Isoflavones found in soy products have a chemical structure similar to estrogen, leading to concerns of an adverse estrogenic effect in men, particularly in those with type 2 diabetes mellitus (T2DM) who have low testosterone levels due to hypogonadism.Objective:
The primary outcome was change in total testosterone levels. The secondary outcomes were the changes in glycemia and cardiovascular risk markers.Design:
This was a randomized double-blind parallel study.Setting:
This study occurred in a secondary care setting in United Kingdom.Participants:
Two hundred men with T2DM and a total testosterone level ≤12 nmol/L were included.Intervention:
Fifteen grams of soy protein with 66 mg of isoflavones (SPI) or 15 g soy protein alone without isoflavones (SP) daily as snack bars for 3 months were administered.Results:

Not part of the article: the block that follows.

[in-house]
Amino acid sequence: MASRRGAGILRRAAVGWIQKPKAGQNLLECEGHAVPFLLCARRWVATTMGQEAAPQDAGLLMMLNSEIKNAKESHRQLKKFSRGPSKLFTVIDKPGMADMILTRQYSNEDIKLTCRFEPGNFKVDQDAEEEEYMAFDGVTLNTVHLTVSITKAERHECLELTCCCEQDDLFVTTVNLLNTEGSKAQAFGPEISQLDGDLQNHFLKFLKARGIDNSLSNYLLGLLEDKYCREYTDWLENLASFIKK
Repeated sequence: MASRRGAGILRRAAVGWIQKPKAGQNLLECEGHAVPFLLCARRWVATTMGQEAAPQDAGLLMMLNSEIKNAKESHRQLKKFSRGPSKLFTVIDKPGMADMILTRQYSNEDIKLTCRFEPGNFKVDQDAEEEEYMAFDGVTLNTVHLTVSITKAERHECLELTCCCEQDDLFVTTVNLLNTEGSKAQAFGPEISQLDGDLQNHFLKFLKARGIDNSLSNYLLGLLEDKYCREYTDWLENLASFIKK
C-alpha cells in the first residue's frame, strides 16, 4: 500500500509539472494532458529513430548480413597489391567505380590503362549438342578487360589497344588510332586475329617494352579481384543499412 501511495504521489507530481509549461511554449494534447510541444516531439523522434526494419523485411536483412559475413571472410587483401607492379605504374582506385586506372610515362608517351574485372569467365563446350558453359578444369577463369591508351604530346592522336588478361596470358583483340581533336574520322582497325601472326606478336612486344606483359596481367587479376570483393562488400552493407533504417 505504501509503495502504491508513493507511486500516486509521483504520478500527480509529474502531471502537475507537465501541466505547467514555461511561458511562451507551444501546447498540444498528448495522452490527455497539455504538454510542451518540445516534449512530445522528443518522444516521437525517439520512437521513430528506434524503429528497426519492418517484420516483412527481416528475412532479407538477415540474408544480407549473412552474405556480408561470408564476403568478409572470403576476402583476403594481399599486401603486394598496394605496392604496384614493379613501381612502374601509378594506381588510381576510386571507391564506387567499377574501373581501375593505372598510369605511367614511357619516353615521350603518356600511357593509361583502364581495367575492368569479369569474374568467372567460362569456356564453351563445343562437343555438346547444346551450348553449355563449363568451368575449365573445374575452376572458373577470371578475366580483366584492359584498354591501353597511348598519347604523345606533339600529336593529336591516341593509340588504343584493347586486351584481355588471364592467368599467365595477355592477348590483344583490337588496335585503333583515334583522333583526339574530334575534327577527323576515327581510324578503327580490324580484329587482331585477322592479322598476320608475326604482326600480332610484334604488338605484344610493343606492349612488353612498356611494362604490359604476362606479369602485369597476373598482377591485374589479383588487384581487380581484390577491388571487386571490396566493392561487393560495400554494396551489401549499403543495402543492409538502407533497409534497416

There was no change in either total testosterone or in absolute free testosterone levels with either SPI or SP. There was an increase in thyrotropin (TSH) and reduction in free thyroxine (fT4; P < 0.01) after SPI supplementation. Glycemic control improved with a significant reduction in hemoglobin A1c (−4.19 [7.29] mmol/mol, P < 0.01) and homeostasis model of assessment - insulin resistance after SPI. Cardiovascular risk improved with a reduction in triglycerides, C-reactive protein, and diastolic blood pressure (DBP; P < 0.05) with SPI vs SP supplementation. There was a 6% improvement in 10-year coronary heart disease risk after 3 months of SPI supplementation. Endothelial function improved with both SPI and SP supplementation (P < 0.01), with an increased reactive hyperemia index that was greater for the SPI group (P < 0.05).Conclusions:
Testosterone levels were unchanged and there was a substantial improvement in glycaemia and cardiovascular risk markers with SPI compared with SP alone over 3 months. There was also a substantial increase in TSH and a reduction in fT4.